AQA A Level Chemistry

Revision Notes

7.5.4 Nucleophilic Addition–Elimination

Nucleophilic Addition–Elimination

  • Acyl chlorides undergo addition-elimination reactions such as hydrolysis, esterification reactions to form esters, and condensation reactions to form amides
  • The general mechanism of these addition-elimination reactions involve two steps:
    • Step 1 – Addition of a nucleophile across the C=O bond
    • Step 2 – Elimination of a small molecule such as HCl or H2O

Mechanism of hydrolysis of acyl chlorides

  • In the hydrolysis of acyl chlorides, the water molecule acts as a nucleophile
    • The lone pair on the oxygen atoms carry out an initial attack on the carbonyl carbon
    • This is followed by the elimination of a hydrochloric acid (HCl) molecule

 

Carboxylic Acids _ Derivatives - Mechanism Hydrolysis, downloadable AS & A Level Chemistry revision notes

Reaction mechanism of the hydrolysis of acyl chlorides

Formation of esters: reaction mechanism

  • In the esterification reaction of acyl chlorides, the alcohols or phenols act as a nucleophile
    • The lone pair on the oxygen atoms carry out an initial attack on the carbonyl carbon
    • This is again followed by the elimination of an HCl molecule
  • With phenols, the reaction requires heat to proceed and needs to be carried out in the presence of a base
  • The base deprotonates the phenol to form a phenoxide ion which is a better nucleophile than the phenol molecule
    • The phenoxide ion carries out an initial attack on the carbonyl carbon
    • A small molecule of NaCl is eliminated

Carboxylic Acids _ Derivatives - Mechanism Esterification with Alcohol, downloadable AS & A Level Chemistry revision notes

Reaction mechanism of the esterification of acyl chlorides with alcohols

Carboxylic Acids _ Derivatives - Mechanism Esterification with Phenol (1), downloadable AS & A Level Chemistry revision notes Carboxylic Acids _ Derivatives - Mechanism Esterification with Phenol (2), downloadable AS & A Level Chemistry revision notes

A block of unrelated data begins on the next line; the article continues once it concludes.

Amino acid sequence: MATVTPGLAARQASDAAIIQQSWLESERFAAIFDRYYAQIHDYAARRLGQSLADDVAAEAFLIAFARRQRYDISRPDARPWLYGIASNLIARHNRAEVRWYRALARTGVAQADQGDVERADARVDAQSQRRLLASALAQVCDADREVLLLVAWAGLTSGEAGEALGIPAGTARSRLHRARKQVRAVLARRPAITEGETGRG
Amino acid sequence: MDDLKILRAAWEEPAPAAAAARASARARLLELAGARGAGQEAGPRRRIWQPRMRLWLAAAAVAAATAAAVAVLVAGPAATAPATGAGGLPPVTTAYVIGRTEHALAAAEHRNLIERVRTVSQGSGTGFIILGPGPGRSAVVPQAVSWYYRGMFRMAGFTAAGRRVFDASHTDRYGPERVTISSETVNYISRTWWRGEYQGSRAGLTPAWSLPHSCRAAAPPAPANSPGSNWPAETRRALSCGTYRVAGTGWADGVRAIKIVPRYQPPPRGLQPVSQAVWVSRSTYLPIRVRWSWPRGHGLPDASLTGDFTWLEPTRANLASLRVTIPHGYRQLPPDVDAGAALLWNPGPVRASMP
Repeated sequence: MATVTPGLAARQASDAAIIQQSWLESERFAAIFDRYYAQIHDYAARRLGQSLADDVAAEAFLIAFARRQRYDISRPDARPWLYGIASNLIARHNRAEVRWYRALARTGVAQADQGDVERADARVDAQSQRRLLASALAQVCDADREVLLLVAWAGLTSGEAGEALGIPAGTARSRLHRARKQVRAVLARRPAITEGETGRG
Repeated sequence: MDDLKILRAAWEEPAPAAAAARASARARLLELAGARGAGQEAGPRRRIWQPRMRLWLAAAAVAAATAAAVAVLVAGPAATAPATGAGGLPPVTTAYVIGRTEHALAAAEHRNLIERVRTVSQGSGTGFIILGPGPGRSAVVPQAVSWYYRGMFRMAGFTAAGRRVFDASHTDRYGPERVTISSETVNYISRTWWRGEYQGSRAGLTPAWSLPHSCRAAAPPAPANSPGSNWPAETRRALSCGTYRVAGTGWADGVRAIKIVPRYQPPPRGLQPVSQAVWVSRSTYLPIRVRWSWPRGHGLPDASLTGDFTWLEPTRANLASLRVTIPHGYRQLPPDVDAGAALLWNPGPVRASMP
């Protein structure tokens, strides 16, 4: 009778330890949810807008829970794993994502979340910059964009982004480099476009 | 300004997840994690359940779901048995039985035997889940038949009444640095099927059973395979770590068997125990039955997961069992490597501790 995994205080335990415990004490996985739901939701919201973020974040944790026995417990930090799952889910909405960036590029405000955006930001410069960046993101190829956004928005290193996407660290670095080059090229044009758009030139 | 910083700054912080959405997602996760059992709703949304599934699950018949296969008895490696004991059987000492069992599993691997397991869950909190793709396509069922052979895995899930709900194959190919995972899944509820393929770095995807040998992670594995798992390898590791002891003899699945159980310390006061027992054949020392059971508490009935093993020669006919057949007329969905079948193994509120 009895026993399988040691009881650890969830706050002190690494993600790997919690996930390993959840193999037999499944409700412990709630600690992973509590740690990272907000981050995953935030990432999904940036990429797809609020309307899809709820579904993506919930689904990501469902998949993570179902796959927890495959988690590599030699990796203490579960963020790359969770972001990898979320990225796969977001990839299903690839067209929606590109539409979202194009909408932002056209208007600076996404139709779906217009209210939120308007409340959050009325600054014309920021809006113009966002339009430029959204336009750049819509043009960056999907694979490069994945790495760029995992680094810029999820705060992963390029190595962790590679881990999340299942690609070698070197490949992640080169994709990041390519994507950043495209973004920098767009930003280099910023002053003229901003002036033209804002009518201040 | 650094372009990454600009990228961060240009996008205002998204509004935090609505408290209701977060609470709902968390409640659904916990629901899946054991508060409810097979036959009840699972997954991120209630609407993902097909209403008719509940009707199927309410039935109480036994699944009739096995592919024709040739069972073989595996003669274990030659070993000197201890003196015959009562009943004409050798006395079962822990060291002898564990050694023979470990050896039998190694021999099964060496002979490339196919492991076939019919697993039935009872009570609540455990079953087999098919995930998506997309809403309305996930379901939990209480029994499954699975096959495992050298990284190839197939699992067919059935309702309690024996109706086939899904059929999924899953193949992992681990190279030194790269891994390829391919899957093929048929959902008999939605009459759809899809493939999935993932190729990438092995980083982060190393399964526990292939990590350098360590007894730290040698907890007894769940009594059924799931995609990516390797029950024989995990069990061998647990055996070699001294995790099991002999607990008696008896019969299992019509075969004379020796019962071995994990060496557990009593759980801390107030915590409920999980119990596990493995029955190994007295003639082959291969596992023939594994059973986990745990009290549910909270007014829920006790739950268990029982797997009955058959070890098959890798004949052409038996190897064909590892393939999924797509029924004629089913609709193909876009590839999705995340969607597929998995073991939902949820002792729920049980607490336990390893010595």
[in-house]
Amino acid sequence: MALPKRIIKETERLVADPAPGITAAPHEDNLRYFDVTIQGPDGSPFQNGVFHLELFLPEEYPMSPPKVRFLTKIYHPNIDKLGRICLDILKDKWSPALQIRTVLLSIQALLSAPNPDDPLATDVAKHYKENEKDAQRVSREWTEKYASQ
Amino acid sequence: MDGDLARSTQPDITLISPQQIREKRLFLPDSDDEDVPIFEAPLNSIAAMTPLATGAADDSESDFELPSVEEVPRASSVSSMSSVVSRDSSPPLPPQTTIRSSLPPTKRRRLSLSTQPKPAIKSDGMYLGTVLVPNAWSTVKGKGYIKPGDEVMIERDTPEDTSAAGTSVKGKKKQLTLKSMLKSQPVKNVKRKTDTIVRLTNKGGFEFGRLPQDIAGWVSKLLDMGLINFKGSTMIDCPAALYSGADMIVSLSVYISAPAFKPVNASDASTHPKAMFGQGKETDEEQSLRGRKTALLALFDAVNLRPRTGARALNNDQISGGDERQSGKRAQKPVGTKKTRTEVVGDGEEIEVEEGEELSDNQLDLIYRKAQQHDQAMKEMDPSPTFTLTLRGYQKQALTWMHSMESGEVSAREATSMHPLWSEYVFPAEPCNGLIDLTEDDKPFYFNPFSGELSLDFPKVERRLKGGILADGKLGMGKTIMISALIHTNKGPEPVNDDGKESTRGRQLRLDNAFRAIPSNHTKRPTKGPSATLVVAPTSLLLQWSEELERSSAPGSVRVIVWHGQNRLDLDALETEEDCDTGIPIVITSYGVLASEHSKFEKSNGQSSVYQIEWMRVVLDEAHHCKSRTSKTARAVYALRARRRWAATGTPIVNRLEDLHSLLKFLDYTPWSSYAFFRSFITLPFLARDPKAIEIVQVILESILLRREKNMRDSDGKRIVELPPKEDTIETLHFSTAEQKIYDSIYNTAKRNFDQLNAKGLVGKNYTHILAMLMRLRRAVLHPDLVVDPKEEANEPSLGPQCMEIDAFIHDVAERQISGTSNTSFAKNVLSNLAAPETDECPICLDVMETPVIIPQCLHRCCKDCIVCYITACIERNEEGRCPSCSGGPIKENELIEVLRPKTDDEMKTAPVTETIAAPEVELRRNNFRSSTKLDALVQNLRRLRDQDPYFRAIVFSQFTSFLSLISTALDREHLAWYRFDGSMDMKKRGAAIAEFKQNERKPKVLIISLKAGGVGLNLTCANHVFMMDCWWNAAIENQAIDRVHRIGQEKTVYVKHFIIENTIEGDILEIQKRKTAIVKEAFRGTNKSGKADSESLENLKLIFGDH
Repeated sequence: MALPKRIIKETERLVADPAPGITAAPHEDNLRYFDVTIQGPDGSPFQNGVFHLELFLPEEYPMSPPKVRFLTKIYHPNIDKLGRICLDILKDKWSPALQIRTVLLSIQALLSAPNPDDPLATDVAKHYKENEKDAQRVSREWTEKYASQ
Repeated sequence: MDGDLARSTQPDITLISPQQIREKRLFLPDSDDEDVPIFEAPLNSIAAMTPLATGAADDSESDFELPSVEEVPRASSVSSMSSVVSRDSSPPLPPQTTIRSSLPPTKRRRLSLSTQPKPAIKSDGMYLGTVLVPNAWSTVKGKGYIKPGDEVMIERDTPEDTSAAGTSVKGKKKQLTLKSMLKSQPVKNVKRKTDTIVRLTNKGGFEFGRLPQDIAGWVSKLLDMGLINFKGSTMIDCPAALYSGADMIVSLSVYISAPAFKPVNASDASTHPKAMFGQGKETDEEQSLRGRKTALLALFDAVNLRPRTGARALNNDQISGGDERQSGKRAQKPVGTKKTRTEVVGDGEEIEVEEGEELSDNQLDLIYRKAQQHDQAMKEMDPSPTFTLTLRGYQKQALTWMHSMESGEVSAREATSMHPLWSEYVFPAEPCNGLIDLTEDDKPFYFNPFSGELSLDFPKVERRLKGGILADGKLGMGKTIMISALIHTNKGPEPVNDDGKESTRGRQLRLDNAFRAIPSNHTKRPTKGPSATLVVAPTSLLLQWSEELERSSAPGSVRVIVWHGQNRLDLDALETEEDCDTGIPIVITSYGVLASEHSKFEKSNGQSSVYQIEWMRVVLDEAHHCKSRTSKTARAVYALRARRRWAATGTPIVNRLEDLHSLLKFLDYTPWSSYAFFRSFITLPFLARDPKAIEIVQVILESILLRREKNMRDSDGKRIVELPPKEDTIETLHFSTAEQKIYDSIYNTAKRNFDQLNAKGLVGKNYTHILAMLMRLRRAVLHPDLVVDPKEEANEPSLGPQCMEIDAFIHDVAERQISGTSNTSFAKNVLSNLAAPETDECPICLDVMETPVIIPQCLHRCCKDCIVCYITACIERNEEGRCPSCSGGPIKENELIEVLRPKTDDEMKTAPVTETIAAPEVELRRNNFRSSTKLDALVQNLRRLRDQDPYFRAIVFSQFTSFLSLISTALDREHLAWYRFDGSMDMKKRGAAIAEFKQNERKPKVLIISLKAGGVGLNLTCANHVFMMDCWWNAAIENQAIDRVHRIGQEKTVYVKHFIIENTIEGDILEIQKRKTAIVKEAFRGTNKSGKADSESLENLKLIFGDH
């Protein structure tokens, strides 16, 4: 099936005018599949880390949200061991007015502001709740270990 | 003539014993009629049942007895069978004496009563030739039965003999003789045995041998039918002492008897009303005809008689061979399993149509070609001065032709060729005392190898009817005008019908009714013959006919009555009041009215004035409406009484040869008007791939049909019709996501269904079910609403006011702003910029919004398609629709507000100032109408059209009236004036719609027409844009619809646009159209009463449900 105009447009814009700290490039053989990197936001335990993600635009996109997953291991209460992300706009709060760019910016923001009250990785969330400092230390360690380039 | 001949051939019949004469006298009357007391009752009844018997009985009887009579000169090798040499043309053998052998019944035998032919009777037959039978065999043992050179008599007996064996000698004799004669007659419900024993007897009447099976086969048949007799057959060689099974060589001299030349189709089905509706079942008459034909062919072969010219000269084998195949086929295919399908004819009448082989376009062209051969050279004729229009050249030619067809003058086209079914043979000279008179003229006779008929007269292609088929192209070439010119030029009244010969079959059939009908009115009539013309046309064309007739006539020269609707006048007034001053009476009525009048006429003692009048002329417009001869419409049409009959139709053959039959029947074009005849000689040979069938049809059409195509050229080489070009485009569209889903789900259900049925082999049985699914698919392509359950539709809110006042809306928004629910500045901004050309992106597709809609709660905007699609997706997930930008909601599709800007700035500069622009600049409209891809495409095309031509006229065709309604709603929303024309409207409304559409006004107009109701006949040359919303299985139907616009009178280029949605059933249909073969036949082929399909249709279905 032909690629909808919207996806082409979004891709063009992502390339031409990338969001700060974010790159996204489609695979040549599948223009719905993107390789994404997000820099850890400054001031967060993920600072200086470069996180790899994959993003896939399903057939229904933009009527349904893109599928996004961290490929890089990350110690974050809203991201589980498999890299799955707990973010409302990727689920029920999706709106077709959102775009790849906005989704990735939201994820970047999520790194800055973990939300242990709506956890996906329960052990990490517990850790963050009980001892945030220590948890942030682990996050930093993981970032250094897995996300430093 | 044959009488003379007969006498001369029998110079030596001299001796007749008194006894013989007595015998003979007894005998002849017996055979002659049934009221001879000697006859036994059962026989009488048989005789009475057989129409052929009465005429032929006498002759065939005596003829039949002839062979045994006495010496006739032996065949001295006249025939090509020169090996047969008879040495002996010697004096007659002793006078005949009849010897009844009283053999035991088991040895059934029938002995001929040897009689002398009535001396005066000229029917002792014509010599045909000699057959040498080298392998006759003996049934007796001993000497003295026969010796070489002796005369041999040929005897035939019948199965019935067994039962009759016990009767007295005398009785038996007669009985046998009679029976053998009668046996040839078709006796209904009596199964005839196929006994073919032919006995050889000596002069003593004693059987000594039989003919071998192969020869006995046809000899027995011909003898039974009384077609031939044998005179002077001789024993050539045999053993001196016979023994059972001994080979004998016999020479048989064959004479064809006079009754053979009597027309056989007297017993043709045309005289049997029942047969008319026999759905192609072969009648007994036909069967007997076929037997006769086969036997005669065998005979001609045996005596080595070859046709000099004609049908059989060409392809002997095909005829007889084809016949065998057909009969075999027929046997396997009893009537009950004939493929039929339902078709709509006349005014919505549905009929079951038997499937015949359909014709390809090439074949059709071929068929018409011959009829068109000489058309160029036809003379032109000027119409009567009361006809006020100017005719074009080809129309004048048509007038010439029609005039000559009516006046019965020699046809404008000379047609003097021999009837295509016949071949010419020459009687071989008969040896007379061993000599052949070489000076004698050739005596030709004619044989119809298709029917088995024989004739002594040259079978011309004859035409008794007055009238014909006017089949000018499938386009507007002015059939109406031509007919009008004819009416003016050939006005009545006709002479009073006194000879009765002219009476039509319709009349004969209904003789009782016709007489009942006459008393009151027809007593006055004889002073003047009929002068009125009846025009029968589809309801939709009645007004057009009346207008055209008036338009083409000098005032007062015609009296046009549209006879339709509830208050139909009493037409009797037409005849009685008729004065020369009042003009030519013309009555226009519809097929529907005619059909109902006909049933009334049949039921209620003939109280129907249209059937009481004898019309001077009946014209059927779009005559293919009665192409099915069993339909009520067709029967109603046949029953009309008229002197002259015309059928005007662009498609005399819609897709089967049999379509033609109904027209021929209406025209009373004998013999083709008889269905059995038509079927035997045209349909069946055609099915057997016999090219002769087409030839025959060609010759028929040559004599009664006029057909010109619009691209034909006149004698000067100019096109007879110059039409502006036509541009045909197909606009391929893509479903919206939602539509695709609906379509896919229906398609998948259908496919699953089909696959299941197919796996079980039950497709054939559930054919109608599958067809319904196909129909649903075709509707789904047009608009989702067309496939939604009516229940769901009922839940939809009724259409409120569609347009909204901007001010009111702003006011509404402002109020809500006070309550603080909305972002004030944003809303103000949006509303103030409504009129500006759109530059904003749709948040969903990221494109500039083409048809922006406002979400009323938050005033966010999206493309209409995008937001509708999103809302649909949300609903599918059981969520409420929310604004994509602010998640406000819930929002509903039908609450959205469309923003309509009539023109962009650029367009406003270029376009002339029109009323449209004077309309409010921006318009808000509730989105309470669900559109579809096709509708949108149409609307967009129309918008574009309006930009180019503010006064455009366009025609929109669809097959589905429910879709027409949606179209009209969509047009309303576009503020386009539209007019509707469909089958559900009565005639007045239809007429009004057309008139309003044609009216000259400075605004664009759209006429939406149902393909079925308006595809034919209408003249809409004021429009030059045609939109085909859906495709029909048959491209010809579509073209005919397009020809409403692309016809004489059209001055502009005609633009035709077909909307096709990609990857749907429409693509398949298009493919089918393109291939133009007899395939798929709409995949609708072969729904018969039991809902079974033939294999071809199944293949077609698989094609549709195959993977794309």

Reaction mechanism of the esterification of acyl chlorides with phenols

Formation of amides: reaction mechanism

  • The nitrogen atom in ammonia and primary/secondary amines act as a nucleophile
    • The lone pair on the nitrogen atoms carry out an initial attack on the carbonyl carbon
    • This is followed by the elimination of an HCl molecule
  • Both reactions of acyl chlorides with ammonia and amines are vigorous however there are also differences
    • With ammonia – The product is a non-substituted amide and white fumes of HCl are formed
    • With amines – The product is a substituted amide and the HCl formed reacts with the unreacted amine to form a white organic ammonium salt

Carboxylic Acids _ Derivatives - Mechanism Condensation with Ammonia, downloadable AS & A Level Chemistry revision notes

Reaction mechanism of the formation of amides from acyl chlorides with ammonia

Carboxylic Acids _ Derivatives - Mechanism Condensation with Primary Amines (1), downloadable AS & A Level Chemistry revision notes Carboxylic Acids _ Derivatives - Mechanism Condensation with Primary Amines (2), downloadable AS & A Level Chemistry revision notes

Reaction mechanism of the formation of amides from acyl chlorides with primary amines

Carboxylic Acids _ Derivatives - Mechanism Condensation with Secondary Amines (1), downloadable AS & A Level Chemistry revision notes Carboxylic Acids _ Derivatives - Mechanism Condensation with Secondary Amines (2), downloadable AS & A Level Chemistry revision notes

Reaction mechanism of the formation of amides from acyl chlorides with secondary amines

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